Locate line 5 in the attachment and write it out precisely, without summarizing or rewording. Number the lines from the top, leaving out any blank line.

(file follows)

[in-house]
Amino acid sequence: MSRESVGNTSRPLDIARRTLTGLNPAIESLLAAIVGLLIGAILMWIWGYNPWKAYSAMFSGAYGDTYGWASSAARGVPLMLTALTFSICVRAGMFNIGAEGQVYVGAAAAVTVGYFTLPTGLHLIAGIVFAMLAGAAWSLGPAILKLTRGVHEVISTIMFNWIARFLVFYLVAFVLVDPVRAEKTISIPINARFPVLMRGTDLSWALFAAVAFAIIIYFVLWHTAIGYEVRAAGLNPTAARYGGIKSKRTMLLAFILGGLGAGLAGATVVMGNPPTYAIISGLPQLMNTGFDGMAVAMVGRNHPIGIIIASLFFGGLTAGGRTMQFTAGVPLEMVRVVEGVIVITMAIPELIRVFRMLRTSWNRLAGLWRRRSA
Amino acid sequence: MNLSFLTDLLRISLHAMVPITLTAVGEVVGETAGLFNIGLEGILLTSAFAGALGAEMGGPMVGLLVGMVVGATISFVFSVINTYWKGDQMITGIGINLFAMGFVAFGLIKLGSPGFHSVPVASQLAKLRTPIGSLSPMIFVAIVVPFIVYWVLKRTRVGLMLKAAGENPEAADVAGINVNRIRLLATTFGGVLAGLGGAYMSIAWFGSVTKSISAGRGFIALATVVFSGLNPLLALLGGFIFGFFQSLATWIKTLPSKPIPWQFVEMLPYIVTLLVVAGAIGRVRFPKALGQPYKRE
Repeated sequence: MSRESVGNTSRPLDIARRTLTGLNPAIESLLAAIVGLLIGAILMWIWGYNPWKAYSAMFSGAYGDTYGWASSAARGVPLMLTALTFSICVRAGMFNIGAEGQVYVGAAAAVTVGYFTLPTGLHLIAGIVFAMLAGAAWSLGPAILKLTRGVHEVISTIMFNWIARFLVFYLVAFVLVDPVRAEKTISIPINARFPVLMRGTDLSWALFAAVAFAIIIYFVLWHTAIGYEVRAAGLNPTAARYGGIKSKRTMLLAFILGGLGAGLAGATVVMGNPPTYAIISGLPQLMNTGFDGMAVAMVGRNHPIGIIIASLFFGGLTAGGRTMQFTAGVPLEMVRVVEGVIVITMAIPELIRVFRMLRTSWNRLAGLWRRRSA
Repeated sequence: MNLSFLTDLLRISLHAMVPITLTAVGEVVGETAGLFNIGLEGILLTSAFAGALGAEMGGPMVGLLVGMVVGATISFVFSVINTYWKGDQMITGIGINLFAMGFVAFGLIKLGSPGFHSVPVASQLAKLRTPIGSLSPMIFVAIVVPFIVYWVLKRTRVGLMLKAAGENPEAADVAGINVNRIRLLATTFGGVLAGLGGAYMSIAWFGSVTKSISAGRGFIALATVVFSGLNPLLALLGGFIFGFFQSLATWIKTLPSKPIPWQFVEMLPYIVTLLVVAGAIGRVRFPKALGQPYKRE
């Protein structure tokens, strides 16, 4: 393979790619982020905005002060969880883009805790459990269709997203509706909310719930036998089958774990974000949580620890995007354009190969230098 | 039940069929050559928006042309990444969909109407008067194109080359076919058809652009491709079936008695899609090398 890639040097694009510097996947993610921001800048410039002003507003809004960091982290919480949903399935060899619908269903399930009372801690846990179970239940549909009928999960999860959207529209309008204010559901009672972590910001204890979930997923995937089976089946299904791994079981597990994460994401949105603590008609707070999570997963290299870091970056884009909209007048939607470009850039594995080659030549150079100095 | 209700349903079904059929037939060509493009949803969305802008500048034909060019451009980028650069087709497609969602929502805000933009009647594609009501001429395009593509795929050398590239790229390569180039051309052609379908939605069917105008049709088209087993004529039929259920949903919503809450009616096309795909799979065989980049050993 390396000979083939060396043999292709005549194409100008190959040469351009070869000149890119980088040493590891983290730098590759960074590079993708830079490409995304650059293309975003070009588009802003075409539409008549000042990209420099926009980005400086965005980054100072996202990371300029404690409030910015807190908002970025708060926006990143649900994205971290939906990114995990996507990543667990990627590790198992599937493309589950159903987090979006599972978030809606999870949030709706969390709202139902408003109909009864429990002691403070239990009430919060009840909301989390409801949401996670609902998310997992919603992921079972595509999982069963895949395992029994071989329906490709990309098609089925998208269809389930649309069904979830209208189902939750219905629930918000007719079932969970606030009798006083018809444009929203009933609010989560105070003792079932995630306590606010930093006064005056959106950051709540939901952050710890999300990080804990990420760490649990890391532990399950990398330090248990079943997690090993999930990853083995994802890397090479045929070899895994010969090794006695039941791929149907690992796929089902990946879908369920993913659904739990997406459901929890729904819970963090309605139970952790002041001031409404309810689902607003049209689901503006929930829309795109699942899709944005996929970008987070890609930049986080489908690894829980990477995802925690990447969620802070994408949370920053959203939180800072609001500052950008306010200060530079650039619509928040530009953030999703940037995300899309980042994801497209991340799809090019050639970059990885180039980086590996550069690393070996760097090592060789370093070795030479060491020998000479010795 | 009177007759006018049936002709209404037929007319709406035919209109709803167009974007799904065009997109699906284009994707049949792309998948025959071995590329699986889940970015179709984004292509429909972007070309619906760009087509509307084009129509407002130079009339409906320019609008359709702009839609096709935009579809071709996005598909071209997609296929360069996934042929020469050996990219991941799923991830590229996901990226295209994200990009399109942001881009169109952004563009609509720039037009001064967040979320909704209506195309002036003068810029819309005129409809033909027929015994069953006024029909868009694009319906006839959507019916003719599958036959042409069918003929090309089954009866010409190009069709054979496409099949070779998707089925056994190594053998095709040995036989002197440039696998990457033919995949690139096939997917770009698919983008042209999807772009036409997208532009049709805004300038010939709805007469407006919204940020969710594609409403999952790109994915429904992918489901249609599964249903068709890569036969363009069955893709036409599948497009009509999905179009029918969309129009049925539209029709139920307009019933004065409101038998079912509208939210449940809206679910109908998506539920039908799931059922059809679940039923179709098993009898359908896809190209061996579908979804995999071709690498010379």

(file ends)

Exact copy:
Repeated sequence: MNLSFLTDLLRISLHAMVPITLTAVGEVVGETAGLFNIGLEGILLTSAFAGALGAEMGGPMVGLLVGMVVGATISFVFSVINTYWKGDQMITGIGINLFAMGFVAFGLIKLGSPGFHSVPVASQLAKLRTPIGSLSPMIFVAIVVPFIVYWVLKRTRVGLMLKAAGENPEAADVAGINVNRIRLLATTFGGVLAGLGGAYMSIAWFGSVTKSISAGRGFIALATVVFSGLNPLLALLGGFIFGFFQSLATWIKTLPSKPIPWQFVEMLPYIVTLLVVAGAIGRVRFPKALGQPYKRE